Using ASMLib from /opt/oracle/extapi/32/asm/orcl/1/libasm.so
    asm_version() failed with code 2

    Do you have any idea what is wrong? Upon looking at the above output i am under the impression that i installed wrong asmlib rpm. If i am correct i am still confused on which rpm i installed wrong?

    Here is my OS details : Enterprise-R5-U5-Server-i386-dvd.iso

    Thanks a lot for your help ….

    Reply
  12. John Sobecki

     /  May 11, 2010

    Hi sreekanth,

    You did install the i386 oracleasm rpm for your machine?

    Can you run /etc/init.d/oracleasm configure and setup for your oracle:dba user, and
    also configure to start on boot?

    Check for module load:

    # lsmod | grep oracleasm

    Anything in dmesg?

    # dmesg | tail -50

    Thanks, John

    Reply
  13. sreekanth

     /  May 11, 2010

    Here is the layout of my users on the box.

    groupadd -g 550 oinstall
    groupadd -g 556 asm
    groupadd -g 551 dba
    groupadd -g 560 asmdba

    useradd -m -u 552 -g oinstall -G dba,asmdba -d /home/dsss_odbs_bz2t -s /bin/bash -c “Oracle Software Owner” dsss_odbs_bz2t
    useradd -m -u 553 -g oinstall -G dba,asmdba -d /home/doem_ooem_bz2t -s /bin/bash -c “Oracle Software Owner” dsss_ooem_bz2t
    useradd -m -u 554 -g dba -G asmdba -d /home/dsss_olsn_bz2t -s /bin/bash -c “Oracle Software Owner” dsss_olsn_bz2t
    useradd -m -u 555 -g oinstall -G asm -d /home/dssso02t -s /bin/bash -c “Oracle Software Owner” dssso02t

    I am able to add these diskts to ASM. Everything went cool during adding disks and setting up the ASM instance. Problem occured when creating database using DBCA.

    My ASM instance runs under dssso02t user account and database runs under dsss_odbs_bz2t

    When i confifigued disks is used dssso02t as asm user and asm as group.

    [root@srv0001 ~]# lsmod | grep oracleasm
    oracleasm 46100 1
    [root@srv0001 ~]#

    [root@srv0001 ~]# dmesg | tail -50
    sda: Write Protect is off
    sda: Mode Sense: 77 00 00 08
    sdb: Write Protect is off
    sdb: Mode Sense: 77 00 00 08
    SCSI device sda: drive cache: none
    SCSI device sdb: drive cache: none
    SCSI device sda: 88014848 512-byte hdwr sectors (45064 MB)
    SCSI device sdb: 79691776 512-byte hdwr sectors (40802 MB)
    sda: Write Protect is off
    sda: Mode Sense: 77 00 00 08
    sdb: Write Protect is off
    sdb: Mode Sense: 77 00 00 08
    SCSI device sda: drive cache: none
    sda:SCSI device sdb: drive cache: none
    sdb: sdb1
    sda1
    sd 0:0:0:0: Attached scsi disk sda
    sd 1:0:0:0: Attached scsi disk sdb
    sd 0:0:0:0: Attached scsi generic sg0 type 0
    sd 1:0:0:0: Attached scsi generic sg1 type 0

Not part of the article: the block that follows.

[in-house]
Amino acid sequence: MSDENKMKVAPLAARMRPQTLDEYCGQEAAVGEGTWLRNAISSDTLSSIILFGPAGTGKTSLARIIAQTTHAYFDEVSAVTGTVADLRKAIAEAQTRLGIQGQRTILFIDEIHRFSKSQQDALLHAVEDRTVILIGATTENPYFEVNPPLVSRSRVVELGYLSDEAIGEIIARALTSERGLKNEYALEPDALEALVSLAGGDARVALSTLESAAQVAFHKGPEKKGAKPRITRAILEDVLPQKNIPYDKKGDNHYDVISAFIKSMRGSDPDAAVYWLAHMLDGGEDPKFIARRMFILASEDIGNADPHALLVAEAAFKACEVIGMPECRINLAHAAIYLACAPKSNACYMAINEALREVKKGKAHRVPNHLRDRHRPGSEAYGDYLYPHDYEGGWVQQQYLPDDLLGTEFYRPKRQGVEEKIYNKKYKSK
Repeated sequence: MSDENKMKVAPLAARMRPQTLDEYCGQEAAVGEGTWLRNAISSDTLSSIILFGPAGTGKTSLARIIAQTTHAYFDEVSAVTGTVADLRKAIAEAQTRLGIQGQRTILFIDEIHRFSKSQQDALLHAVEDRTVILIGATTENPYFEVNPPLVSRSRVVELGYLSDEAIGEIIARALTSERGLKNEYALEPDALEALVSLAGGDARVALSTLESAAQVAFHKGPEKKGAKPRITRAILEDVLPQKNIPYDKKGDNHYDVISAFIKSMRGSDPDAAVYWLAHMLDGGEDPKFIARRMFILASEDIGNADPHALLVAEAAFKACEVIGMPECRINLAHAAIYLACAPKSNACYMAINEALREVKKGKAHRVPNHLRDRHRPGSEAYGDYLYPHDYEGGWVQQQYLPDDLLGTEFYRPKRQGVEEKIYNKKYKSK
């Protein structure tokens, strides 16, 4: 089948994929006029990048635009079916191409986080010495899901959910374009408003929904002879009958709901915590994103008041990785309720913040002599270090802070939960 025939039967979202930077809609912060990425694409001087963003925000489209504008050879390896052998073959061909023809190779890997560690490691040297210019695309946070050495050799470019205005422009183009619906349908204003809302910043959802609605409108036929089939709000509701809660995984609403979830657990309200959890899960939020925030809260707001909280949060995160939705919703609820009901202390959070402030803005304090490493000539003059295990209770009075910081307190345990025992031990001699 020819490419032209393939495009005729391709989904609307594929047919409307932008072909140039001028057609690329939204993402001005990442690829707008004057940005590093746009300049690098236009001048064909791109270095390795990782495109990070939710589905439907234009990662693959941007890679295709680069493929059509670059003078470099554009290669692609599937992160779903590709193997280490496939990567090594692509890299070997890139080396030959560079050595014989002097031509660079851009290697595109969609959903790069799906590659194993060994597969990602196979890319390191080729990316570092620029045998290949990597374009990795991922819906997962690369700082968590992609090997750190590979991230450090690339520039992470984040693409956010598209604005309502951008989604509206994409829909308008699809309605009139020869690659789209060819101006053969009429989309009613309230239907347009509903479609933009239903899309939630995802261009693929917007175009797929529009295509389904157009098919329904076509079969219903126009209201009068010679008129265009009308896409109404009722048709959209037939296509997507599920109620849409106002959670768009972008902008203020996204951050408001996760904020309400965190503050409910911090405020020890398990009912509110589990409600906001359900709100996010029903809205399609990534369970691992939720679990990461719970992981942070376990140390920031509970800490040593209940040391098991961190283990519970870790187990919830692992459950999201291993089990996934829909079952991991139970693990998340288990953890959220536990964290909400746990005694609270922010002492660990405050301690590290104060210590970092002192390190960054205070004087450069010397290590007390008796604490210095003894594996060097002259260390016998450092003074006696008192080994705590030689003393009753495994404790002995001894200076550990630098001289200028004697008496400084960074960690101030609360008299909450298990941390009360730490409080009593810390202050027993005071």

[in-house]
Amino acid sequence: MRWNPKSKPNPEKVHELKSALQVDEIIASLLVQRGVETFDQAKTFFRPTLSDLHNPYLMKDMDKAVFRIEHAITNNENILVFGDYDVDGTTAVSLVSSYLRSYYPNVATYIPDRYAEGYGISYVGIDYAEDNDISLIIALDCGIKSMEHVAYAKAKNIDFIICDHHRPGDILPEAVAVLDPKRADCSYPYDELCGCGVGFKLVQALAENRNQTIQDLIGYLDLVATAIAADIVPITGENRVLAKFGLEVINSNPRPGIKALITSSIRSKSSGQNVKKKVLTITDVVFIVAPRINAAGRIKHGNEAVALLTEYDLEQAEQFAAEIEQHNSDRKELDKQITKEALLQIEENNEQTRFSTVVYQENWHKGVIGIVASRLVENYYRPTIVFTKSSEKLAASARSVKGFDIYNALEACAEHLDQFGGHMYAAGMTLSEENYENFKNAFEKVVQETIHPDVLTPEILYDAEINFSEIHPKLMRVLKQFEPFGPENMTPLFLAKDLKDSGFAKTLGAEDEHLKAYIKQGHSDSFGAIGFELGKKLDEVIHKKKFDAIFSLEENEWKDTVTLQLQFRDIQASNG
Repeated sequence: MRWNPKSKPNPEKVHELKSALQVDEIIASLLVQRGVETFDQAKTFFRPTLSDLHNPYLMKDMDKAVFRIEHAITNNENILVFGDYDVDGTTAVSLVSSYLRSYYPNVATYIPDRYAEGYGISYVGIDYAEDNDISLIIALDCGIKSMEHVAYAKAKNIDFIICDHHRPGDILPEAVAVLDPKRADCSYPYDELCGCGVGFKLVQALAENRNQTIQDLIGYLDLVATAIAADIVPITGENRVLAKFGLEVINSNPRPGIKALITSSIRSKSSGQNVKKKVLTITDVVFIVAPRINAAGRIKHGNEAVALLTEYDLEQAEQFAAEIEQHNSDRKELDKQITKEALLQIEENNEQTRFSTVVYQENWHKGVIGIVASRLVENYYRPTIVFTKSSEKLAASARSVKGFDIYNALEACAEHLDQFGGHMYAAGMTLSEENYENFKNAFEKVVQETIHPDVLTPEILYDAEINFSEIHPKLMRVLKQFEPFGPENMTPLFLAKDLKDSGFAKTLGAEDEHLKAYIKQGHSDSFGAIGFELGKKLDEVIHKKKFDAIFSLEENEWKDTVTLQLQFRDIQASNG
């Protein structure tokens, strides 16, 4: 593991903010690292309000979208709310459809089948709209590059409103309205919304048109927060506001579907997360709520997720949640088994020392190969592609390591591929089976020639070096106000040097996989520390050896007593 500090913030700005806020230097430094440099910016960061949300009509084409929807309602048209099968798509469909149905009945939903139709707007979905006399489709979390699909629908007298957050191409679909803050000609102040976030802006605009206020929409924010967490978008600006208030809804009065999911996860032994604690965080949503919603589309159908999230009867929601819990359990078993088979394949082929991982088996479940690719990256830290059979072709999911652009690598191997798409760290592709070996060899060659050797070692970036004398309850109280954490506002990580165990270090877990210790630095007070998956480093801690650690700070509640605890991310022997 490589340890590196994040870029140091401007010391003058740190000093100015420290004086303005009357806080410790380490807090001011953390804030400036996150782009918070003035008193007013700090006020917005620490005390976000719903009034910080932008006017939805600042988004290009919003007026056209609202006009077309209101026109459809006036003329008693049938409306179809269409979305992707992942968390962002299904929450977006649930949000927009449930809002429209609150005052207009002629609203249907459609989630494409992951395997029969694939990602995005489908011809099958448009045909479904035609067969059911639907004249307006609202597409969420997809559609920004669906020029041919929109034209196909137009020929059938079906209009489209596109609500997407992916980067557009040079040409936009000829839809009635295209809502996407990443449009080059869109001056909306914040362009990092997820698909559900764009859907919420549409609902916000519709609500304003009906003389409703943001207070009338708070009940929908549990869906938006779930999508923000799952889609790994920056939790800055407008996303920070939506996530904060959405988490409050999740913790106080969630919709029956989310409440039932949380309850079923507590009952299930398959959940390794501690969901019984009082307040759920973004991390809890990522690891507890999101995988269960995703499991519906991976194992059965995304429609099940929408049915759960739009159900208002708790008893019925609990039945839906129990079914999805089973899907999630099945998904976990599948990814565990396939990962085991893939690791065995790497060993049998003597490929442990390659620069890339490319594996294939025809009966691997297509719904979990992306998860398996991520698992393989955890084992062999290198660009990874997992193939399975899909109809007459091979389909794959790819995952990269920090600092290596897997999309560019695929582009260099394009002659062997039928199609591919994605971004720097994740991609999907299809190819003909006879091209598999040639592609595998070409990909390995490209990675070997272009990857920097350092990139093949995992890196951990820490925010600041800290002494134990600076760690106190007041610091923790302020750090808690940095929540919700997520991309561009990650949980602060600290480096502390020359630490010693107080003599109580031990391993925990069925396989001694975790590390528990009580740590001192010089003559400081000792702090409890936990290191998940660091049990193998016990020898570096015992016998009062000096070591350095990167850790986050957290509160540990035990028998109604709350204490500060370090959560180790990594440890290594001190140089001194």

Bluetooth: Core ver 2.10
    NET: Registered protocol family 31
    Bluetooth: HCI device and connection manager initialized
    Bluetooth: HCI socket layer initialized
    Bluetooth: L2CAP ver 2.8
    Bluetooth: L2CAP socket layer initialized
    Bluetooth: RFCOMM socket layer initialized
    Bluetooth: RFCOMM TTY layer initialized
    Bluetooth: RFCOMM ver 1.8
    eth1: no IPv6 routers present
    Bluetooth: HIDP (Human Interface Emulation) ver 1.1
    ASM: oracleasmfs mounted with options:
    ASM: maxinstances=0
    eth2: no IPv6 routers present
    SCSI device sda: 88014848 512-byte hdwr sectors (45064 MB)
    sda: Write Protect is off
    sda: Mode Sense: 77 00 00 08
    SCSI device sda: drive cache: none
    sda: sda1
    SCSI device sdb: 79691776 512-byte hdwr sectors (40802 MB)
    sdb: Write Protect is off
    sdb: Mode Sense: 77 00 00 08
    SCSI device sdb: drive cache: none
    sdb: sdb1
    mtrr: your processor doesn’t support write-combining
    mtrr: your processor doesn’t support write-combining
    mtrr: your processor doesn’t support write-combining
    mtrr: your processor doesn’t support write-combining
    ISO 9660 Extensions: Microsoft Joliet Level 3
    ISO 9660 Extensions: RRIP_1991A

    Thanks for your help ….

    Reply
  14. sreekanth

     /  May 11, 2010

    More details ….

    [/app/dssso02t/product/11.1.0/asm_1]
    [srv0001:dssso02t:+ASM] sqlplus / as sysdba

    SQL*Plus: Release 11.1.0.6.0 – Production on Tue May 11 13:00:07 2010

    Copyright (c) 1982, 2007, Oracle. All rights reserved.

    Connected to an idle instance.

    SQL> startup
    ASM instance started

    Total System Global Area 284565504 bytes
    Fixed Size 1299428 bytes
    Variable Size 258100252 bytes
    ASM Cache 25165824 bytes
    ASM diskgroups mounted

    SQL> select path from v$asm_disk;

    PATH
    ——————————————————————————–
    ORCL:VOL1
    ORCL:VOL2

    SQL>

    Reply
  15. This note was really very helpful. I was stuck with another issue where the libasm.so was failing.
    found the problem with file in /etc/sysconfig:
    lrwxrwxrwx 1 root root 24 Sep 7 23:30 oracleasm.rpmsave -> oracleasm-_dev_oracleasm

    it should ideally be
    lrwxrwxrwx 1 root root 24 Sep 8 23:36 oracleasm -> oracleasm-_dev_oracleasm

    This caused the libasm.so to not function properly.

    Thanks again.
    Apun

    Reply
  16. MaNiSH NashikkaR

     /  September 16, 2011

    Excellent Notes…thanks for useful info…

    Regards,
    Manish Nashikkar

    Reply
  1. ASMLib and undiscovered disks « Coskan’s Approach to Oracle